Rubiks Cube

PICTURE: Alvaro Reyes/Unsplash

It's more than 40 years since the iconic puzzle known as The Rubik's Cube was invented. But where did the idea come from and who was Rubik?

The cube was the brainchild of Ernõ Rubik, a professor based in the Hungarian capital of Budapest who, according to information on The Rubik's Cube official website, designed the solid cube with 54 coloured squares in 1974 as a way of helping his students gain a better understanding of three-dimensional problems. It took Rubik a more than a month to solve the "Magic Cube" ("Buvos Kocka" in Hungarian).

Rubik patented the design the following year and the first "Magic Cube" was sold in a Budapest toy shop in 1977. It continued to grow in popularity in Hungary during the late 1970s but it was through connections made at international toy fairs that a contract was signed with the Ideal Toy Company to distribute the "Magic Cube, albeit with a name change - it would now be known as "The Rubik's Cube". 

The puzzle hit the market in 1980 - the newer cubes were apparently half the weight of earlier models, allowing for much faster solve times - and it's estimated that over the next two years some 100 million cubes were sold worldwide (the figure is now apparently up to more than 400 million).

While merely completing the challenge was enough for some (and there's now plenty of 'how to solve the cube' guides available online and off), the challenge of completing The Rubik's Cube in the fastest possible time, of course, led to formal competitions.

The first Rubik's Cube World Championship was held in Budapest in 1982 with a winning time of 22.95 seconds. Times in so-called "speedcubing" competitions - which use special, lighter cubes allowing for faster turns - have been dropping ever since, down to an eye-watering 4.59 seconds achived by Korean SeungBeon Cho, current world champion, in 2017 (although a robot has apparently solved the cube in as few as 0.637 seconds).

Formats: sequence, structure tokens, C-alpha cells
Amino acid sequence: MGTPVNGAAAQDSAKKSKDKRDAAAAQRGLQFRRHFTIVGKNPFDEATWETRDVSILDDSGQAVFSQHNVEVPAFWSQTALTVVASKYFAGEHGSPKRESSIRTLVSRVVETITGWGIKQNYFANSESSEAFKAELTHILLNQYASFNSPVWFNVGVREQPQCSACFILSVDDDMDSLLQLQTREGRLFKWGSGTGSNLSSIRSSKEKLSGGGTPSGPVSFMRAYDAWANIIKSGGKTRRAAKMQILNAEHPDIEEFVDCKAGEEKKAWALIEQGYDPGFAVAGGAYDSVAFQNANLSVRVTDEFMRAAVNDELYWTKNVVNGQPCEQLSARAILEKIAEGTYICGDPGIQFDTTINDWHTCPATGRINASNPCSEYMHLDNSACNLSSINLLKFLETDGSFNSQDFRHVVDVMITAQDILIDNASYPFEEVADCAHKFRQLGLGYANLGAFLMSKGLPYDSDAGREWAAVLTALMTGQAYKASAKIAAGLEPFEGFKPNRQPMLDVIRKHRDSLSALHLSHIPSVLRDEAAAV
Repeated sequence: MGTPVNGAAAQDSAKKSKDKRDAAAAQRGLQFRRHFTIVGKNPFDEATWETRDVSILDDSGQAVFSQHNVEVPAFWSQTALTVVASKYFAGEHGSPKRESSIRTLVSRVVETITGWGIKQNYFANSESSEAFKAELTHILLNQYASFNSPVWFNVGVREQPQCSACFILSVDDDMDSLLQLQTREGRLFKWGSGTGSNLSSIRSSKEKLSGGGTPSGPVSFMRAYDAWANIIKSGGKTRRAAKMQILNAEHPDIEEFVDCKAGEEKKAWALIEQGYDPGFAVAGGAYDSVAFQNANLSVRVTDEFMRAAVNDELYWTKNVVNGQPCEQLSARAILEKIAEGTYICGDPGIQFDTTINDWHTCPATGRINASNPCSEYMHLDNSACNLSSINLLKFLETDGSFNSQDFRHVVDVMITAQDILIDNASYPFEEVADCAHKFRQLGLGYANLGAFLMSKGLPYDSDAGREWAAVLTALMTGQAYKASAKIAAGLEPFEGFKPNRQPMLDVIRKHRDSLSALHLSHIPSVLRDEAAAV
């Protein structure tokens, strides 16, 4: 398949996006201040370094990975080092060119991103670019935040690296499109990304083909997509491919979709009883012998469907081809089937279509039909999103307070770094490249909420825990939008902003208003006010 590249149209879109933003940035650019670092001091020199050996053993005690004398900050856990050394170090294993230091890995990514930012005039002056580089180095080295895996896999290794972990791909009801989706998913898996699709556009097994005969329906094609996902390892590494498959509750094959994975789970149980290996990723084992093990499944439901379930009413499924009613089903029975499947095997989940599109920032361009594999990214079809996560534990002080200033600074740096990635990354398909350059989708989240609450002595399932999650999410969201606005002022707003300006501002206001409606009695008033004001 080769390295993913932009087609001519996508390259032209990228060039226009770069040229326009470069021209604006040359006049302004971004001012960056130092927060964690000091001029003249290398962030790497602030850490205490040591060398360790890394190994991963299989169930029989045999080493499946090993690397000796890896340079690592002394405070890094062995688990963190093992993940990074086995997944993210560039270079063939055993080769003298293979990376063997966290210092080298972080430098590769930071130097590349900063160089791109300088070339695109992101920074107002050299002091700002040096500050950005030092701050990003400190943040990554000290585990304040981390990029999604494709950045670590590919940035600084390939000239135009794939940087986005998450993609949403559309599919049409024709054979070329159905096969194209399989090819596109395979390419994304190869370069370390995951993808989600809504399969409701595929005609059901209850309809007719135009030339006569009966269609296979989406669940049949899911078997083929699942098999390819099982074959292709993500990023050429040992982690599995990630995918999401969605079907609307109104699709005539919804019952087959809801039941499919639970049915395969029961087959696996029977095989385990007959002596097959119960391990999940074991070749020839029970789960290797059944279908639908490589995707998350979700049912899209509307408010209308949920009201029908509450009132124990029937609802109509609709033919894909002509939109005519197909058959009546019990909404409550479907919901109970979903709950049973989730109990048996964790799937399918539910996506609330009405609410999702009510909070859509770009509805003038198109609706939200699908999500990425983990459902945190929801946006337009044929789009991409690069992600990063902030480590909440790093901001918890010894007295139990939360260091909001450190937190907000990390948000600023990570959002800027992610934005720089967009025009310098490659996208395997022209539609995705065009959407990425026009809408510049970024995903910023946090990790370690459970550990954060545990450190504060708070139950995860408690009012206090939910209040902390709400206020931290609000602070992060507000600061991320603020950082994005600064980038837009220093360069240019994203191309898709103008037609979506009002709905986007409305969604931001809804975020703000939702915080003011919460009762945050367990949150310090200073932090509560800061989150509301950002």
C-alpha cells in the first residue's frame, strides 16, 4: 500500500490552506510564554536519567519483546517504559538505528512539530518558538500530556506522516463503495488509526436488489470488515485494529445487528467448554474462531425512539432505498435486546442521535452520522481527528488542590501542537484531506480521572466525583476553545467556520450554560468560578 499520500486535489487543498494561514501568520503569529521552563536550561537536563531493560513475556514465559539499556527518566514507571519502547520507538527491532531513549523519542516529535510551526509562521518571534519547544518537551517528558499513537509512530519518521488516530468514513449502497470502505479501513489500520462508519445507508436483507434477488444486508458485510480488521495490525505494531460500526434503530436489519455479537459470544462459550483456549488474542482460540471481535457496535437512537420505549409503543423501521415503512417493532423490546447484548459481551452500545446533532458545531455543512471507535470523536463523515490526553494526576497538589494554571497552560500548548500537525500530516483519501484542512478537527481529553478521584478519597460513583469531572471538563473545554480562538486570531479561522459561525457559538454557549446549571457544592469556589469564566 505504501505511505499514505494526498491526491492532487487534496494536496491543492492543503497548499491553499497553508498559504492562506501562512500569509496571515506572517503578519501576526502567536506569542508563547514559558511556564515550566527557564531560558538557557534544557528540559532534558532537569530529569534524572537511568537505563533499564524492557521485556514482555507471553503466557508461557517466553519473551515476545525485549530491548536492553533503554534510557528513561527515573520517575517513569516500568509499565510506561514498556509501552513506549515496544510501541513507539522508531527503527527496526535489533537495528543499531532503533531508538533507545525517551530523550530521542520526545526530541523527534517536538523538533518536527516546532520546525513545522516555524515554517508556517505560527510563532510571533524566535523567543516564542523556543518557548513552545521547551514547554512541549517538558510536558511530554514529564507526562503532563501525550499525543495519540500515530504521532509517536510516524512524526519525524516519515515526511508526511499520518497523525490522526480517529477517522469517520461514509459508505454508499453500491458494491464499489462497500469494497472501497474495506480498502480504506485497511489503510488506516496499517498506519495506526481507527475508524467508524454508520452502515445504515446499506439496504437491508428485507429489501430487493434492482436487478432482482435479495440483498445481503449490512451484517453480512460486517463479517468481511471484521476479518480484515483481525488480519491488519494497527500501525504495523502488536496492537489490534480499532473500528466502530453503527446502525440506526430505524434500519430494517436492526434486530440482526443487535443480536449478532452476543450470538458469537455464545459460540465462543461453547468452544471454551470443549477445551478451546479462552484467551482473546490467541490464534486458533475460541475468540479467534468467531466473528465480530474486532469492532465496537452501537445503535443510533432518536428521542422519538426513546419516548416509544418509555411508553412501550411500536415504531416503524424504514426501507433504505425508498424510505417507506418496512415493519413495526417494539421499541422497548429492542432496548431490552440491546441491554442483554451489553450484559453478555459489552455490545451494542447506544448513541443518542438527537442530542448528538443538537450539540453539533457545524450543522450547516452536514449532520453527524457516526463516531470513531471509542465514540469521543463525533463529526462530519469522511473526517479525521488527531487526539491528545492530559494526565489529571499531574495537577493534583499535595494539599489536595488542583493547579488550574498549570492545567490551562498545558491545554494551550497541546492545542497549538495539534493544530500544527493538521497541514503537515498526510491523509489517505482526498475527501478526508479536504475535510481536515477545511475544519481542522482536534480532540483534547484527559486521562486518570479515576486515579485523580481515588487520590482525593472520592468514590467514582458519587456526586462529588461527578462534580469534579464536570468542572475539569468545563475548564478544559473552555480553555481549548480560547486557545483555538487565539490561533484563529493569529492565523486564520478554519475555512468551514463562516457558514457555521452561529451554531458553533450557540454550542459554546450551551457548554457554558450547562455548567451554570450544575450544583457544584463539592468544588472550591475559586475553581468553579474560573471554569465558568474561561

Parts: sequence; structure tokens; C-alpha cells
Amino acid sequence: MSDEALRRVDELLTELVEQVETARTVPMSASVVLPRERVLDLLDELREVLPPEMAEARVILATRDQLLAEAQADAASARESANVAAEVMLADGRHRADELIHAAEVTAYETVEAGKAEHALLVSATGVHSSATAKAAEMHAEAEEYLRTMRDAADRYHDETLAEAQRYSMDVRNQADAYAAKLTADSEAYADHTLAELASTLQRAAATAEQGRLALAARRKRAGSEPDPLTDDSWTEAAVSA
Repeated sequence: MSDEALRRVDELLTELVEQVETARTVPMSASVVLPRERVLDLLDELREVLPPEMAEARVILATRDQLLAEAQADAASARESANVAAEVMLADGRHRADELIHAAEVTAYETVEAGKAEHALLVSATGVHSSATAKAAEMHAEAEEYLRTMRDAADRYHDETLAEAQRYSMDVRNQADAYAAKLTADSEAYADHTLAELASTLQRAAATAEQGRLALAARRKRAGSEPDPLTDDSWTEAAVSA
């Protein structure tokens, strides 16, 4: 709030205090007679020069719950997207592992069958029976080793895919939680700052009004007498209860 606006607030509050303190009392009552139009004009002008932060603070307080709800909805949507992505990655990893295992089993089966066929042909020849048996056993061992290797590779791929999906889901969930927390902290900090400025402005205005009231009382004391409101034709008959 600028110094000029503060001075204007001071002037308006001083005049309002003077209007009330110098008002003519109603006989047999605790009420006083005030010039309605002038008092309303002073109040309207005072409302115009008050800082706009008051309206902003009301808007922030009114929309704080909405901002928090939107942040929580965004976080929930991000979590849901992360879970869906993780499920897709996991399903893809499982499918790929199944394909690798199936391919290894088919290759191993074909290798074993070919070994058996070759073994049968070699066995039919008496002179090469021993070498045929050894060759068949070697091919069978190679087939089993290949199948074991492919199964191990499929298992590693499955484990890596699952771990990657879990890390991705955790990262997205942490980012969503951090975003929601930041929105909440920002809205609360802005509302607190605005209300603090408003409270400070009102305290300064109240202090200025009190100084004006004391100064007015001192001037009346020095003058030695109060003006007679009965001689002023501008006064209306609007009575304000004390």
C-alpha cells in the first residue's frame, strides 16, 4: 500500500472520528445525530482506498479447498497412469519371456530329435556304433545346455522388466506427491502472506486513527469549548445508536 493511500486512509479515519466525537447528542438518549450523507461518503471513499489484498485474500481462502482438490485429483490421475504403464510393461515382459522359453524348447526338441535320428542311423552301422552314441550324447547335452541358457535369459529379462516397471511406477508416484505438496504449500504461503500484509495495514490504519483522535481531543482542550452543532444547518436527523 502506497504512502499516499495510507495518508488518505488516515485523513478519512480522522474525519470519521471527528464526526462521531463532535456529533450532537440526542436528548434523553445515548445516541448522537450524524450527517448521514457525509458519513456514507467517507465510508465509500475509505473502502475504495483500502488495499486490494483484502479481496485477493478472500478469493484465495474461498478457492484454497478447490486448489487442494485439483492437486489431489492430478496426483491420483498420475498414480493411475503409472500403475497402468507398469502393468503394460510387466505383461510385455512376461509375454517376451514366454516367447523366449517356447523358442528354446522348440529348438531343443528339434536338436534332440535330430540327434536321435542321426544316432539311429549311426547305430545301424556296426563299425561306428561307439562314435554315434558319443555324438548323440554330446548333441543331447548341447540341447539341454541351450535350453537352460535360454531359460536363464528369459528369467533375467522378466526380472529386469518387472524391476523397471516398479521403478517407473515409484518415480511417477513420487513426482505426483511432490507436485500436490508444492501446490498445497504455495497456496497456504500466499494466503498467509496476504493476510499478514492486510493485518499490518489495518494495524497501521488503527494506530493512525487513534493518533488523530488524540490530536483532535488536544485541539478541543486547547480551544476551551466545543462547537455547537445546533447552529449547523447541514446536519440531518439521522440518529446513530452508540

According to the official website, there are 43 quintillion ways to solve the cube meaning that if you turned a cube once every second, it would take you 1.4 trillion years to go through all the various permutations. 

Various others have released different sized cubes in the years following the release of The Rubik's Cube - including a massive custom 22x22 cube - but none have proved as popular as The Rubik's Cube in terms of sales. Or in popular culture - there was apparently a significant spike in sales of the puzzle in 2006 following the release of the Will Smith film, The Pursuit of Happyness, in which Smith's homeless character solves a cube and impresses a businessman.